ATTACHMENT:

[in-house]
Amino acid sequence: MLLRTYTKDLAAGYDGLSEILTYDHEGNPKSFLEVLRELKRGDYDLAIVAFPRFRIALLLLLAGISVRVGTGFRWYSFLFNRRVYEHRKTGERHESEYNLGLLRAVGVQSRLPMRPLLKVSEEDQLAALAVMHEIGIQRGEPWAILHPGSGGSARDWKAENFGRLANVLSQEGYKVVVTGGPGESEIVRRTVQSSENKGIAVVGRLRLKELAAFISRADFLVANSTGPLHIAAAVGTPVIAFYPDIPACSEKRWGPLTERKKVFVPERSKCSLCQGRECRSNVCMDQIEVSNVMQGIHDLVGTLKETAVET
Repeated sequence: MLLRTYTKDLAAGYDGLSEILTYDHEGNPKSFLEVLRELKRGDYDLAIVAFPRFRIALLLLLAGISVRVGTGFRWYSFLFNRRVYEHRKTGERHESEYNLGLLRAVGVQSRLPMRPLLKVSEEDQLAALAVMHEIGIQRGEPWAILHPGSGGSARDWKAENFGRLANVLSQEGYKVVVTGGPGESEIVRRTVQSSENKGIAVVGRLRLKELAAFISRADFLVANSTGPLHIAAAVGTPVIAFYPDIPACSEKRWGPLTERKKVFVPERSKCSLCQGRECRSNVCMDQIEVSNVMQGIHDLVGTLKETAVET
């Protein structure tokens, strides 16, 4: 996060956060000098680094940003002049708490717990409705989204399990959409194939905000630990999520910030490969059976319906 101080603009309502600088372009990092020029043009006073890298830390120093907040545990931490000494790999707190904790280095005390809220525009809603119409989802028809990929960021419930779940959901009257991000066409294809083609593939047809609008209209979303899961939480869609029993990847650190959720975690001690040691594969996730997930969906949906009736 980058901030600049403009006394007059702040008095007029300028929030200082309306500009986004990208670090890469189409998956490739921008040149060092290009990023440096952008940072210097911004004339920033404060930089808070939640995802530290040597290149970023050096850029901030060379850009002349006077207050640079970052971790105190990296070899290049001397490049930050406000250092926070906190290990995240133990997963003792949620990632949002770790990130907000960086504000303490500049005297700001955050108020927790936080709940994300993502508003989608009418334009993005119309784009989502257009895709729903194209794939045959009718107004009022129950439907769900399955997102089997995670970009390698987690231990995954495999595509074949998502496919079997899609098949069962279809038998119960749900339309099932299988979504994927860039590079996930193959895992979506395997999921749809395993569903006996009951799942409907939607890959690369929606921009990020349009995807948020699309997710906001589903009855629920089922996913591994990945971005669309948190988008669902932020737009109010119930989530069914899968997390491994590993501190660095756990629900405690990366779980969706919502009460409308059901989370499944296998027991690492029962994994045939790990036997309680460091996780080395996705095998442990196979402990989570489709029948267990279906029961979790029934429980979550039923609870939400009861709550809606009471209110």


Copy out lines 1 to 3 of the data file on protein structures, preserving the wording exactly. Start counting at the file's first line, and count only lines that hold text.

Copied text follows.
[in-house]
Amino acid sequence: MLLRTYTKDLAAGYDGLSEILTYDHEGNPKSFLEVLRELKRGDYDLAIVAFPRFRIALLLLLAGISVRVGTGFRWYSFLFNRRVYEHRKTGERHESEYNLGLLRAVGVQSRLPMRPLLKVSEEDQLAALAVMHEIGIQRGEPWAILHPGSGGSARDWKAENFGRLANVLSQEGYKVVVTGGPGESEIVRRTVQSSENKGIAVVGRLRLKELAAFISRADFLVANSTGPLHIAAAVGTPVIAFYPDIPACSEKRWGPLTERKKVFVPERSKCSLCQGRECRSNVCMDQIEVSNVMQGIHDLVGTLKETAVET
Repeated sequence: MLLRTYTKDLAAGYDGLSEILTYDHEGNPKSFLEVLRELKRGDYDLAIVAFPRFRIALLLLLAGISVRVGTGFRWYSFLFNRRVYEHRKTGERHESEYNLGLLRAVGVQSRLPMRPLLKVSEEDQLAALAVMHEIGIQRGEPWAILHPGSGGSARDWKAENFGRLANVLSQEGYKVVVTGGPGESEIVRRTVQSSENKGIAVVGRLRLKELAAFISRADFLVANSTGPLHIAAAVGTPVIAFYPDIPACSEKRWGPLTERKKVFVPERSKCSLCQGRECRSNVCMDQIEVSNVMQGIHDLVGTLKETAVET